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Sunday 21 December  

Earth Beat - Let them eat meat!

On air: 26 November 2010 2:00 (Photo: Clipart)

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This week on Earth Beat: we look at meat alternatives, from lab-grown meat to meatless, but not tasteless substitutes. Where exactly do a pig’s parts go, and can we raise them so they’re happy? Plus, what if you decide to kill your own?

Listen to/download this week's show (right-click download button and "save as")

Competition - win a pair of hand-made felted woollen mittens knitted by our editor Michele Ernsting!
To enter you need to 'like' Earth Beat on Facebook or recommend someone new. Just go to our Facebook page and click on the 'like' button. To improve your chances of winning, tell us exactly why you need to have some hand-made felted mittens! Competition closes 1 December 2010.
UPDATE - Due to a great response, we are now offering a runner-up prize of a hand-made book (your choice of a notebook or agenda) lovingly crafted by Earth Beat producer Anik See! Same rules as above, just tell us why you want a book.

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Man-made meat
Traditional meat production has a big carbon footprint. Add up the feeding, housing, and transportation of cows, pigs, and sheep and those trays of meat in the supermarket start looking like a really inefficient way of feeding the planet. So where are we in terms of growing meat in a lab? Marnie visited Professor Mark Post, a bio-engineer at the Tissue Lab at the Eindhoven University of Technology to find out.

Russian taste-test
By the way, we were so curious to find out what the lab-grown meat tasted like that we decided to track down Pavel Lobkov, the Russian journalist who ate our sample.

The carbon footprint of a cheeseburger, in 60 seconds.

What’s in a burger?
Many of us have a sneaking suspicion that most hamburgers aren’t exactly grade A meat. But for one high school student in Cleveland, Ohio, a sneaking suspicion wasn’t good enough. Brigid Prayson teamed up with her doctor dad to analyse exactly what’s in fast food burgers.

Vegetarian butcher?
Meat-substitutes in the supermarket are just a bit… depressing. Small squares of sponginess that taste exactly as they look. So when we heard about a new product - based on beans from a rather pretty lupine flower - being promoted by a Dutchmen who styles himself the vegetarian butcher, we had to meet him. Marnie went to taste test Jaap Korteweg’s wares, and she took producer Jan Huisman along to help translate.

It’s all about taste
Jaap Korteweg is not alone in his venture. He’s teamed up with top Dutch Chef Marco Westermaas, who’s constantly on the hunt for new flavours for his restaurant. Marnie asked whether it was really true that you can’t tell the difference between their lupine meat and the real stuff.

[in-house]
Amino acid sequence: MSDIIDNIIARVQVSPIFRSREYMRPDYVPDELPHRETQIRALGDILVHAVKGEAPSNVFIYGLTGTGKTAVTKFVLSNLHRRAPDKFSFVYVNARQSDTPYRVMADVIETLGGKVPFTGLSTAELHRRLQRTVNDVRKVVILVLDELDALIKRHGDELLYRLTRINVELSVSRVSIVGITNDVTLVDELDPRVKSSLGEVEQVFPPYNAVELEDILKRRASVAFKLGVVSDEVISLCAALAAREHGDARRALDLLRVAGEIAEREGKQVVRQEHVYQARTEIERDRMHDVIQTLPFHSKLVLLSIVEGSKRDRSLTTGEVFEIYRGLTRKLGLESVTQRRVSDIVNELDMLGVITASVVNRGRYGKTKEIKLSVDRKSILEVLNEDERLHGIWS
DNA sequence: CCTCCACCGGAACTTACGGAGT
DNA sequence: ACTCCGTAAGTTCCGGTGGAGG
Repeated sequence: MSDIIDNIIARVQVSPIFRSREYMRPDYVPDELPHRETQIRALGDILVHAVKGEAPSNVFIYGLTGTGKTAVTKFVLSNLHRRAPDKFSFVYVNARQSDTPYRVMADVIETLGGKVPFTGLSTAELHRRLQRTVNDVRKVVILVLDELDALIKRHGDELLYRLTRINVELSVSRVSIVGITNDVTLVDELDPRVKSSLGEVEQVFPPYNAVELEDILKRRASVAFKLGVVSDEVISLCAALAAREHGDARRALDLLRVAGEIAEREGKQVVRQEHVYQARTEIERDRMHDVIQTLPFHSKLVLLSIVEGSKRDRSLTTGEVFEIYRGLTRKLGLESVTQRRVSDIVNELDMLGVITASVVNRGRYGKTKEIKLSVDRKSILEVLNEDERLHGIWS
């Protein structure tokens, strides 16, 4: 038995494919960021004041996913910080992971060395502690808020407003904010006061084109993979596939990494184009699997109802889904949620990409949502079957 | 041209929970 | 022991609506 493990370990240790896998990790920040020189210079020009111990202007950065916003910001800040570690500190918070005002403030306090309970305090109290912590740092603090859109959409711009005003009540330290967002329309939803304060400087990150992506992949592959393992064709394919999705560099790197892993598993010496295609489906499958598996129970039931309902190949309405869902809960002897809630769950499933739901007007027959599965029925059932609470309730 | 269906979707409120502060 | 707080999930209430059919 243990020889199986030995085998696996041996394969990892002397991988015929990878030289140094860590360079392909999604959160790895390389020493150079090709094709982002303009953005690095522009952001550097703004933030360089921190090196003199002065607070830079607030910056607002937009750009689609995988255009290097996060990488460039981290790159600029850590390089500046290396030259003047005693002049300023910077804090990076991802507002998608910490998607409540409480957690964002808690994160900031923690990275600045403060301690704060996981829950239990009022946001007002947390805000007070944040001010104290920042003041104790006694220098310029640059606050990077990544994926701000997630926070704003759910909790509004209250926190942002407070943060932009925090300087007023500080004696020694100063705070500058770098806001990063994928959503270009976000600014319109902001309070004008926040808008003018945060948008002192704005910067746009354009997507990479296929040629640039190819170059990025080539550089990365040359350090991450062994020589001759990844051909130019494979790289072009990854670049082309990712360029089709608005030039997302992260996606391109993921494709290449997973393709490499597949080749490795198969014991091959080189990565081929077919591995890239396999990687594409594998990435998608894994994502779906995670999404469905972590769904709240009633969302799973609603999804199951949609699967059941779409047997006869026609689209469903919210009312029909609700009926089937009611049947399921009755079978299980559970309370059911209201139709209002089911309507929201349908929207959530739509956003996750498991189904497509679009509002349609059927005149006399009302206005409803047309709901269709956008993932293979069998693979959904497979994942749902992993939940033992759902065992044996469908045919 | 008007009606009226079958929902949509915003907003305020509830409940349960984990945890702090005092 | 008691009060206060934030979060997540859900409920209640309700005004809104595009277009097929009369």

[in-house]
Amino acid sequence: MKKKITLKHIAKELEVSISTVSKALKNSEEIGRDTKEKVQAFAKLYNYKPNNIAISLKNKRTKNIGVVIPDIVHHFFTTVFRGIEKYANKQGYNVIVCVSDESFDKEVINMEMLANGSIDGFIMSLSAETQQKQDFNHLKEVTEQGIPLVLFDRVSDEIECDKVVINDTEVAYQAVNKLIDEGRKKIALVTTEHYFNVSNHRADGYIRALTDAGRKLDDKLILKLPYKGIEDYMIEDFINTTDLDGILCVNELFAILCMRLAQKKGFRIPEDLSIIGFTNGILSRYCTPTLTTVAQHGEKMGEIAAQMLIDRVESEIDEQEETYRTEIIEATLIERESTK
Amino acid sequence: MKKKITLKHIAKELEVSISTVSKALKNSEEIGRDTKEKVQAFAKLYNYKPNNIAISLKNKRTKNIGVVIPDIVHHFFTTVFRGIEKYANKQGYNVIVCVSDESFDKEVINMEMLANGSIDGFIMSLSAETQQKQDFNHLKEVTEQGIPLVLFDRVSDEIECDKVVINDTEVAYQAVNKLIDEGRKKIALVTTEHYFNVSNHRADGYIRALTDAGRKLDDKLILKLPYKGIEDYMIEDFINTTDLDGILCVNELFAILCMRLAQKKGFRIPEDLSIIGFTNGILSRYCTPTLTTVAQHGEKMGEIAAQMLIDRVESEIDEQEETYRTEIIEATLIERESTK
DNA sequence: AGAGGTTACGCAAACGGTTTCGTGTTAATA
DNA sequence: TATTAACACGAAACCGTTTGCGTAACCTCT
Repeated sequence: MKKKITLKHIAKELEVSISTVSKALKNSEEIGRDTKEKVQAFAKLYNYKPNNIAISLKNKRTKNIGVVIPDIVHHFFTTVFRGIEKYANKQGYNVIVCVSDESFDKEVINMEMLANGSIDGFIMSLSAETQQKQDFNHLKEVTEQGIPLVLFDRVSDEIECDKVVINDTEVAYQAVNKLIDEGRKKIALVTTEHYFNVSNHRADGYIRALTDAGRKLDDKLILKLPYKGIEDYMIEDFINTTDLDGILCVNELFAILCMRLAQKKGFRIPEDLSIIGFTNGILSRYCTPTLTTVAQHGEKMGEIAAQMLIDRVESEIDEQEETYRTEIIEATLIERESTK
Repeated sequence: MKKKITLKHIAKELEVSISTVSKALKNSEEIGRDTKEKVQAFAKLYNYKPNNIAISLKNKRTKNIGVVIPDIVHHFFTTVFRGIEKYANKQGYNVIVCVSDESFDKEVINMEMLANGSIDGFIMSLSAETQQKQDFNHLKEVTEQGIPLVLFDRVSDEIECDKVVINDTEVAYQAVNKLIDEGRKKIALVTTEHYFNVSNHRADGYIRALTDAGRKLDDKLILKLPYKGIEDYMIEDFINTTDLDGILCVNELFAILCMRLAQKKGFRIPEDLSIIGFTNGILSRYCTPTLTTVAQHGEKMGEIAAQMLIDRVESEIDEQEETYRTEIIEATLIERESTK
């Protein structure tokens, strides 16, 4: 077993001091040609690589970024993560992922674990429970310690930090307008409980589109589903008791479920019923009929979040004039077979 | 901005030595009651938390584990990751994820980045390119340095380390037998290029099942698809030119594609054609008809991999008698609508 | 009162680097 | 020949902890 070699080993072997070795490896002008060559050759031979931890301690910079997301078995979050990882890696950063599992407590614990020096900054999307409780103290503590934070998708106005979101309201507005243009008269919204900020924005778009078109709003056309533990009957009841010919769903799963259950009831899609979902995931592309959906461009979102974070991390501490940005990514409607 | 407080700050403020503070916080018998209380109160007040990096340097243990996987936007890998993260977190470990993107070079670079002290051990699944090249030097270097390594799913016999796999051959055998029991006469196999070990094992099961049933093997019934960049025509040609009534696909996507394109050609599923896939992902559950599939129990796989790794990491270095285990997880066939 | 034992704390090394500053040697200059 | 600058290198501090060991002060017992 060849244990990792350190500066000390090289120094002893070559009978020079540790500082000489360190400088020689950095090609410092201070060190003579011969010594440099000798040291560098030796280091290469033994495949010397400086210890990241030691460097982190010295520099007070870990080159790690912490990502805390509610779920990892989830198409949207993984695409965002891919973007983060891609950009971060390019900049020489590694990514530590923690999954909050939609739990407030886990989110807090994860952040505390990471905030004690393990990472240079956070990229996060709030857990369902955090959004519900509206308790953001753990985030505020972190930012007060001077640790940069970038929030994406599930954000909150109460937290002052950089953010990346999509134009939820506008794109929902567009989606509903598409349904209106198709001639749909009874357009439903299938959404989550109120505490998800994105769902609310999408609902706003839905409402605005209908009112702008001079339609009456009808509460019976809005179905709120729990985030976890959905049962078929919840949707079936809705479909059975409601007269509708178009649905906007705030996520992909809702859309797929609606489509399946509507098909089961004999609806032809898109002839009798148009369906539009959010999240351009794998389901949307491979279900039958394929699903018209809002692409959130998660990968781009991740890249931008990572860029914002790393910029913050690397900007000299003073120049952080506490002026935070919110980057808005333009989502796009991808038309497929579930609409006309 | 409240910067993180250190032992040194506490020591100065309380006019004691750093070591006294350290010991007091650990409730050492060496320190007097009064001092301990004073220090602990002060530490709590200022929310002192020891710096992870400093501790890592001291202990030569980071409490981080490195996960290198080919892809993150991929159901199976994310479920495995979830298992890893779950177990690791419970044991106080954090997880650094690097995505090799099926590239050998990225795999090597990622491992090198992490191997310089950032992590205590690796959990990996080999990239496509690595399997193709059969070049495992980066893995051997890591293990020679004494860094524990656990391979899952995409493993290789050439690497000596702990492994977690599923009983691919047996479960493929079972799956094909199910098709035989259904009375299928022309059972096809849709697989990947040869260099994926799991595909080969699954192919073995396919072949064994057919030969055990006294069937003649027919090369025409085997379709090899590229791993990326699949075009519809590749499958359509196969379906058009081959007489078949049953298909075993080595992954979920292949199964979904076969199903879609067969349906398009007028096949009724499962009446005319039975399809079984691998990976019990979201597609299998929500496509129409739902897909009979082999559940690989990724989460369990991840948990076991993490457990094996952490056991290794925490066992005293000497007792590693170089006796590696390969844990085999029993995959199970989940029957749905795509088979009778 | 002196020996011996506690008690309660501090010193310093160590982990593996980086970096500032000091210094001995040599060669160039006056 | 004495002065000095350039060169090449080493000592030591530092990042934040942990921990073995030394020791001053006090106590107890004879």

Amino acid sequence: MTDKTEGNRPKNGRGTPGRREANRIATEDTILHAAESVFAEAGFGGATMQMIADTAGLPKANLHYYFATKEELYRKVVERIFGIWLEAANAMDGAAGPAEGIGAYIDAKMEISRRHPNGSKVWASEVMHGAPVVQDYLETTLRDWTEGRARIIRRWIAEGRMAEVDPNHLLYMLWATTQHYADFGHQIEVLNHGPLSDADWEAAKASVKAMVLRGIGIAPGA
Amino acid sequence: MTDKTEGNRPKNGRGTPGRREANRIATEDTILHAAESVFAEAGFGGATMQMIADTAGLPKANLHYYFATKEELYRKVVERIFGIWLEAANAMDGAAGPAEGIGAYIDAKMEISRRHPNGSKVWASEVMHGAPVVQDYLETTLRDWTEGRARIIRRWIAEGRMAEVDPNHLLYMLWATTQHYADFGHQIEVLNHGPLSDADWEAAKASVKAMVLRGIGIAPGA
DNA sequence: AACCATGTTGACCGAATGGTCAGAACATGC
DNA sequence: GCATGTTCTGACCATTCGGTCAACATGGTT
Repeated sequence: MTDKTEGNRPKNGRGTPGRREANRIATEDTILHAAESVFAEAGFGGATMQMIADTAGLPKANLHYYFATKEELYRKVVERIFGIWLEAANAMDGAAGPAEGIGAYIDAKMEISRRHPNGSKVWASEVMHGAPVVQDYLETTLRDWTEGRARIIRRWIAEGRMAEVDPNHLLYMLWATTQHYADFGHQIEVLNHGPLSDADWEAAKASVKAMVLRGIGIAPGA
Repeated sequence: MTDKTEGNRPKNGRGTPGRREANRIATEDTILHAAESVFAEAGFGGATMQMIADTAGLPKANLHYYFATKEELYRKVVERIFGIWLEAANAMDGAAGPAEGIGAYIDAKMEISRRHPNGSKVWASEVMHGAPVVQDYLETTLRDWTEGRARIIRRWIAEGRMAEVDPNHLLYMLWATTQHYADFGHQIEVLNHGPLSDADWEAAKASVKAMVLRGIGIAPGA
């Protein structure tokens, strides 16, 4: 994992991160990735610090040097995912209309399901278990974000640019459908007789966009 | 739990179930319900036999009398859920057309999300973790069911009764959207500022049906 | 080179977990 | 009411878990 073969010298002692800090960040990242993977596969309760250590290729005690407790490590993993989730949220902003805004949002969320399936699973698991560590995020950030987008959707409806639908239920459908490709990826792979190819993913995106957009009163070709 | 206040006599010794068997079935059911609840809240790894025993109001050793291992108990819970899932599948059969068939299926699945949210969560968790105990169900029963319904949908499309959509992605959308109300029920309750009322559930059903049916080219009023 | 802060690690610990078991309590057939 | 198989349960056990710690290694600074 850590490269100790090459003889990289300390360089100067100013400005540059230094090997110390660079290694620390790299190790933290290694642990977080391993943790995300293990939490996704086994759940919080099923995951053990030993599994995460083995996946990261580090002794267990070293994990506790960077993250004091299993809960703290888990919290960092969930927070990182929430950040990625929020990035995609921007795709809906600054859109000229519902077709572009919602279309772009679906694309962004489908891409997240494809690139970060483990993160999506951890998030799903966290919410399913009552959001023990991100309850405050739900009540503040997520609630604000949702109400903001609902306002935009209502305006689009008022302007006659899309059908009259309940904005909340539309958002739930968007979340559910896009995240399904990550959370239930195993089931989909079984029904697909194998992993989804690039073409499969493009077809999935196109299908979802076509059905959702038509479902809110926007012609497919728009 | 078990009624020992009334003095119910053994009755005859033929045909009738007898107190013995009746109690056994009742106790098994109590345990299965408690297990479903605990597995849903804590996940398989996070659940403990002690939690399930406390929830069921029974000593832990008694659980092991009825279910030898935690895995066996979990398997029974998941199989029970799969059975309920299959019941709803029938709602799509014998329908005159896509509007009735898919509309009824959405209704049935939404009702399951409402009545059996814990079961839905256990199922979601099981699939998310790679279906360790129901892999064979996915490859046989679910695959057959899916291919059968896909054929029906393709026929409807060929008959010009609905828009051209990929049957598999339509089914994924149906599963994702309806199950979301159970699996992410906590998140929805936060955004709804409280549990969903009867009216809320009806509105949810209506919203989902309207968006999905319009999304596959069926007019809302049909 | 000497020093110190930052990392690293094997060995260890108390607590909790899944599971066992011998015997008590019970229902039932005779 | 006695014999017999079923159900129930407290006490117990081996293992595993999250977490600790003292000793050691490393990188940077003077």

Where a pig’s parts go
Pigs have been a long time source of fascination for Dutch designer Christien Meindertsma. She was curious to find out what happens to a pig’s remains after the slaughterhouse, so she followed the journey of Pig number 05049 and was astounded by the number of unexpected places it ended up. Watch Christien give a slide show about the book. Video: Christien leafs through her PIG 05049 book.

Pigs' play pen
In the Netherlands there are some 16 million pigs. For most, life is cramped, short and not very sweet. But there are efforts being made to improve their quality of life and offer them something better. Dutch pig farmer Maarten Rooijakkers has opened a new kind of sty in the southern province of Brabant, and it's full of toys. Thijs Westerbeek reports.

Holly... hunter
Some people might be tempted to take this concept to the next level and try to kill their own food. We tracked down and spoke to such a hunter – Holly Heyser.

Click on image for slideshow

  • Professor Mark Post from the Tissue Lab at Eindhoven University of Technology<br>&copy; Photo: Mark Post  -
  • A sample of meat tissue grown at Eindhoven University of Technology<br>&copy; Photo: Mark Post -
  • Dr. Richard Prayson<br>&copy; Photo: Cleveland Clinic -
  • Highly magnified cross sections of the hamburgers in the Prayson experiment<br>&copy; Photo: Prayson family -
  • Meatless dish based on lupine beans and served by the &quot;Vegetarian Butcher&quot;.<br>&copy; Photo:  -
  • Hunting her own food - Holly Heyser <br>&copy; Photo: RNW -
  • Holly Heyser (right) and friend in action<br>&copy; Photo: RNW -


larry 7 December 2010 - 6:50am

Here is a good video on meat:

ethix view 26 November 2010 - 12:33am / Canada

The justifications that humans invent to defend the indefensible never cease to amaze me. To speak of "respect" (Holly Heyser), while killing a nonhuman animal for our tasting pleasure, is profoundly offensive. Creating nice environments (Maarten Rooijakkers) in which to continue to exploit pigs and other nonhumans does not make their exploitation any more ethical. The ugly truth is that there is no such thing as "happy meat". Using nonhuman animals for our pleasure is indefensible, no matter how well treat them on their way to the slaughterhouse.

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